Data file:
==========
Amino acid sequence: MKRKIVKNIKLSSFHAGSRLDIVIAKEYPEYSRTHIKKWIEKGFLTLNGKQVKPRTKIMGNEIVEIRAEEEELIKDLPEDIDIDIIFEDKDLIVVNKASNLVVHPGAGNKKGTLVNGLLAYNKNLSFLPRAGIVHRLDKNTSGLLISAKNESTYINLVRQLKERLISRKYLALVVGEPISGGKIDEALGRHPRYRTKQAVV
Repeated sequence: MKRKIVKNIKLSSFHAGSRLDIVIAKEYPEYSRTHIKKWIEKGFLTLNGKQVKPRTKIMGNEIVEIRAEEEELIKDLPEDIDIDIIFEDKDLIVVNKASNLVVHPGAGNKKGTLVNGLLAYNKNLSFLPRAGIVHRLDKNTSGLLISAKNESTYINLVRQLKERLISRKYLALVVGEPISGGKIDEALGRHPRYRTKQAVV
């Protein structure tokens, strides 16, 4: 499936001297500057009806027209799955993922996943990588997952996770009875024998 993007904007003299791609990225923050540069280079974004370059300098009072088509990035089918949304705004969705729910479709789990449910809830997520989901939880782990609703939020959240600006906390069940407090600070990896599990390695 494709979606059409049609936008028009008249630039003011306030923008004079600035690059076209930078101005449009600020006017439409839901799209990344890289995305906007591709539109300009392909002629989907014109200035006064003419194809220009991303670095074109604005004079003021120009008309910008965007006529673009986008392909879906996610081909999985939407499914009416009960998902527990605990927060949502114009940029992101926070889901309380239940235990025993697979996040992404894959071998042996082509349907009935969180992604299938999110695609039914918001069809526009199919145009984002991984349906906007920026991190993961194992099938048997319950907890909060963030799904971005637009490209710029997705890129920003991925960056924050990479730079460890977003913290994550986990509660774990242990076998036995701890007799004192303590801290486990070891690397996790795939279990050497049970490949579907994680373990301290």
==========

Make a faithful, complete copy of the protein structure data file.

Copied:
Amino acid sequence: MKRKIVKNIKLSSFHAGSRLDIVIAKEYPEYSRTHIKKWIEKGFLTLNGKQVKPRTKIMGNEIVEIRAEEEELIKDLPEDIDIDIIFEDKDLIVVNKASNLVVHPGAGNKKGTLVNGLLAYNKNLSFLPRAGIVHRLDKNTSGLLISAKNESTYINLVRQLKERLISRKYLALVVGEPISGGKIDEALGRHPRYRTKQAVV
Repeated sequence: MKRKIVKNIKLSSFHAGSRLDIVIAKEYPEYSRTHIKKWIEKGFLTLNGKQVKPRTKIMGNEIVEIRAEEEELIKDLPEDIDIDIIFEDKDLIVVNKASNLVVHPGAGNKKGTLVNGLLAYNKNLSFLPRAGIVHRLDKNTSGLLISAKNESTYINLVRQLKERLISRKYLALVVGEPISGGKIDEALGRHPRYRTKQAVV
């Protein structure tokens, strides 16, 4: 499936001297500057009806027209799955993922996943990588997952996770009875024998 993007904007003299791609990225923050540069280079974004370059300098009072088509990035089918949304705004969705729910479709789990449910809830997520989901939880782990609703939020959240600006906390069940407090600070990896599990390695 494709979606059409049609936008028009008249630039003011306030923008004079600035690059076209930078101005449009600020006017439409839901799209990344890289995305906007591709539109300009392909002629989907014109200035006064003419194809220009991303670095074109604005004079003021120009008309910008965007006529673009986008392909879906996610081909999985939407499914009416009960998902527990605990927060949502114009940029992101926070889901309380239940235990025993697979996040992404894959071998042996082509349907009935969180992604299938999110695609039914918001069809526009199919145009984002991984349906906007920026991190993961194992099938048997319950907890909060963030799904971005637009490209710029997705890129920003991925960056924050990479730079460890977003913290994550986990509660774990242990076998036995701890007799004192303590801290486990070891690397996790795939279990050497049970490949579907994680373990301290």